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ASU Hockey: Sun Devils' season, ACHA history ends with 2-1 loss in semifinals

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ASU will enter next season as an NCAA program and played its last ACHA game Monday night.

STRONGSVILLE, Ohio- In 2012, Penn State was playing in its final ACHA season before moving to NCAA Division I the following year. Penn State lost in the semifinals.

In 2015, ASU was playing in its final ACHA season before moving to NCAA Division I the following year.

Amongst everything - losing the team's most prolific goal scorer after two games, losing the captain for an extended period of time, playing with only five defensemen at times, losing six players to Team USA, losing the starting goalie - the Sun Devils still looked like they had just a little more magic left.

Then they played their semifinal game against Stony Brook and lost 2-1.

"Right now it hurts and it's going to hurt for awhile," coach Greg Powers said. "It's going to sting for awhile, but I'm proud of them. It's a young team, they're good enough to win it and it just didn't happen."

The game went the first two frames scoreless. Stony Brook and ASU traded opportunities back and forth, but could not beat each other's goalies. In the first period it was Stony Brook's that peppered ASU goaltender Lucas Felbel but Felbel stood tall. Then the ice shifted and the Sun Devils sent shot after shot into Brendan Jones, but couldn't beat him.

Stony Brook finally broke the scoreless tie just over four minutes into the third. It was sophomore Joseph Bochichio who lit the lamp, sending the squeaker on net that bounced its way between Felbel's legs.

After the next faceoff, Stony Brook raced down the ice and junior Tyler Underhill sent the puck on net. Underhill's shot found the stick of sophomore JT Hall and redirected past Felbel, who never had a chance.

Outside of the two goals allowed, Felbel played the first two periods as well as any ASU goaltender has played all season.

"Felbel held us in it," Powers said. "He made the big saves he needed to make, he made all the saves he had to. But when you don't score more than one goal, it's going to be hard to win."

Then ASU kicked it into gear. Playing with a new intensity, they worked the Seawolves for the next four minutes until Kevin Kavanagh boarded ASU forward Ryan Belonger. Kavanagh went to the box and ASU went to the power play.

While with the man advantage, Ed McGovern scored one of the strangest goals of the year for the Sun Devils. David Norris fed him a pass, and from the left circle he missed on the one-time attempt, but not completely. He grazed the puck, just enough to get it moving forward. The trajectory, far from what Jones expected in net, was strange enough to trickle between his legs and bring ASU within one.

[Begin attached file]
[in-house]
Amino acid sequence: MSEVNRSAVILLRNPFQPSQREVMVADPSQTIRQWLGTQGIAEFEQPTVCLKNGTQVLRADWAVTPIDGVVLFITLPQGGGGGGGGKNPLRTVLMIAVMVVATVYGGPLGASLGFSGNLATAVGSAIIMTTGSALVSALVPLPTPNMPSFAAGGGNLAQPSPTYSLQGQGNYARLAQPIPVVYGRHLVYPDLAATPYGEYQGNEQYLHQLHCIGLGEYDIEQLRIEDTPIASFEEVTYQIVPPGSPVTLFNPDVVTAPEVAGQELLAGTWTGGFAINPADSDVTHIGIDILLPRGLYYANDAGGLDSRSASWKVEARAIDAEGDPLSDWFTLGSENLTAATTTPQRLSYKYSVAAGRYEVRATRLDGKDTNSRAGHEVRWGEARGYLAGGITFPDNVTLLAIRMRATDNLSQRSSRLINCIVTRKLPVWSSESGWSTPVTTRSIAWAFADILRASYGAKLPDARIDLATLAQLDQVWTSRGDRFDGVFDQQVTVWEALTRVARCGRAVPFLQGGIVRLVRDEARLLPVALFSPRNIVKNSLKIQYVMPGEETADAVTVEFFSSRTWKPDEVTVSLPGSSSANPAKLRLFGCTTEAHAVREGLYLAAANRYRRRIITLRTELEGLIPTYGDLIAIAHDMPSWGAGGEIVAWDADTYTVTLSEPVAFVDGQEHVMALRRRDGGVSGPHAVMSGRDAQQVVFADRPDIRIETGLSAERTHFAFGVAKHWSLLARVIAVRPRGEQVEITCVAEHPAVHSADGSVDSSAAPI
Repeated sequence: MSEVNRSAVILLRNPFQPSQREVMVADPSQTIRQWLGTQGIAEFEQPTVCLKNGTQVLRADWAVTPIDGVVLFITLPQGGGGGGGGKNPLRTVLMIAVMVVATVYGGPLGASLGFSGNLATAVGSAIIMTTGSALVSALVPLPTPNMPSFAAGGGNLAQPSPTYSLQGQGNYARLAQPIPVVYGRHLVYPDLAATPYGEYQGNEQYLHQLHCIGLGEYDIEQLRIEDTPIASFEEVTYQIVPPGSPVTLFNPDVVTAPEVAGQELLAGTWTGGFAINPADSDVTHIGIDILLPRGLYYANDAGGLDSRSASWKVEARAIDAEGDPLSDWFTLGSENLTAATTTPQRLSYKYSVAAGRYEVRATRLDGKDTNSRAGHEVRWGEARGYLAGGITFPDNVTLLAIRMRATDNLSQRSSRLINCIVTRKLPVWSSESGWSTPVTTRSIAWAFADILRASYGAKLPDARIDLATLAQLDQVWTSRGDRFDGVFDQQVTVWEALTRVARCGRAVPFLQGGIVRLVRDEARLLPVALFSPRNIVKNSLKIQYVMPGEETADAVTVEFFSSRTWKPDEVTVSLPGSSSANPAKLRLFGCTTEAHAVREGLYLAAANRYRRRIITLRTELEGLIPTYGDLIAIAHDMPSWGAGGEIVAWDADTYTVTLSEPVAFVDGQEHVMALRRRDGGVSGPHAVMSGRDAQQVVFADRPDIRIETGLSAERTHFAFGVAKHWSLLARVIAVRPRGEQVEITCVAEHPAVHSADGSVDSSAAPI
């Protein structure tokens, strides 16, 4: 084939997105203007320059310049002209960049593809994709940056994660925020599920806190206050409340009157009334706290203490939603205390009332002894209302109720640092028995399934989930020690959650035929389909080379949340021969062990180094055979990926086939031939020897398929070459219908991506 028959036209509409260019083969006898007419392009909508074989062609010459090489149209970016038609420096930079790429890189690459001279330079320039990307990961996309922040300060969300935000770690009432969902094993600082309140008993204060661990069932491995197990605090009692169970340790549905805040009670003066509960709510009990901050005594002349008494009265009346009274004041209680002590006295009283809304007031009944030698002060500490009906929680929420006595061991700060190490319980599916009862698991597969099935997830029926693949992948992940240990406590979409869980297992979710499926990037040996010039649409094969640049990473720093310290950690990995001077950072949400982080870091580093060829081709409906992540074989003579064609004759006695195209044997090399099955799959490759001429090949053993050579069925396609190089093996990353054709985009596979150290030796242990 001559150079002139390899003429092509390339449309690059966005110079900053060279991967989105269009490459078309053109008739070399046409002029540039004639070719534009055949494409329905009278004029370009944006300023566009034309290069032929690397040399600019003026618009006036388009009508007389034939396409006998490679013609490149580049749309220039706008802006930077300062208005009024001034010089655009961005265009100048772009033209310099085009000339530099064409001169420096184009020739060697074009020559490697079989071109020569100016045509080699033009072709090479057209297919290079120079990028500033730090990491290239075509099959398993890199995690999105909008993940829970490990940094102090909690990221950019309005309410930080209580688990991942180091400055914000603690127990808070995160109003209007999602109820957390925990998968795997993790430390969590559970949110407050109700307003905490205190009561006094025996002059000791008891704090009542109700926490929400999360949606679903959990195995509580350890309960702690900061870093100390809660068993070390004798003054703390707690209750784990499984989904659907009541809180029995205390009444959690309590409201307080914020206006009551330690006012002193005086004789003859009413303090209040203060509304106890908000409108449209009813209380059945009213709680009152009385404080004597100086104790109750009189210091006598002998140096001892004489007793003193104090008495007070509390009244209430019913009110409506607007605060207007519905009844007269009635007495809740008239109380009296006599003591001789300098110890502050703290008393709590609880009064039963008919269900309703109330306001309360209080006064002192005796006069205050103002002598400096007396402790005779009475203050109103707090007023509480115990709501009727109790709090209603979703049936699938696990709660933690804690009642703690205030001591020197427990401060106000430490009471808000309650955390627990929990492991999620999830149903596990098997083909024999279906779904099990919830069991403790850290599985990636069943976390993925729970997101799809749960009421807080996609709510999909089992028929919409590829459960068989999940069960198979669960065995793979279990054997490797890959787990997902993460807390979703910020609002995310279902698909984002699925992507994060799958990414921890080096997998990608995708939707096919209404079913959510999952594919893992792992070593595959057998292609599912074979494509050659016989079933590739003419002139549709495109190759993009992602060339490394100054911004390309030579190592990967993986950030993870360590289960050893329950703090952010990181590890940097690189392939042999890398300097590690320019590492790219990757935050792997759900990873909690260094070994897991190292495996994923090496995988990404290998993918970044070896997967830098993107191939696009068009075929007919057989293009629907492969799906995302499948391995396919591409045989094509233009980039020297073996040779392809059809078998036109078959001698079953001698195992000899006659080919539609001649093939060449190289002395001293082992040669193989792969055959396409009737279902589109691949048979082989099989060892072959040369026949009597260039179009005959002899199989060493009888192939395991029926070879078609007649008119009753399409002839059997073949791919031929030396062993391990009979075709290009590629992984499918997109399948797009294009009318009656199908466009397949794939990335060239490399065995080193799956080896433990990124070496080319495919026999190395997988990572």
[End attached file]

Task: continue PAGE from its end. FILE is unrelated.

ASU needed only one more, but was unable to get it. Even when Stony Brook senior forward Nick Barbera took a tripping call and ASU played the last 1:02 six-on-four, ASU could not find the net. The clock ticked away and Stony Brook advanced to its first national title game in school history.

"It's hard, you want to leave out on top," Powers said. "It's so hard, so hard to win this tournament. ... The deeper you get, the better the teams are you play and that was the best team we played so far in the tournament."

Last year's title run relied on the team's experience. ASU had eight seniors, four of whom were the team's top scorers. This year the Sun Devils had only two: Liam Norris and Faiz Khan.

"What Liam and Faiz meant to our program can't be measured," Powers said. "(Liam) has been one of the all-time greats, he always will be. I hate to see those guys not go out on top, but they were great Sun Devils."

Next season, ASU will play a hybrid ACHA-NCAA schedule. In 2016 it will play a complete NCAA schedule and will join a conference in 2017. Even next year, ASU will be considered an NCAA Division I program.

That makes Monday's loss the final game the team will compete in as an ACHA team. Penn State couldn't win in its last year, and neither could the Sun Devils.

"The reality, and it's a really harsh, harsh and tough reality is that when we leave that room, we'll never be in a room together again," Powers said. "It's sad because we have a hell of a team.

"They were the better team today."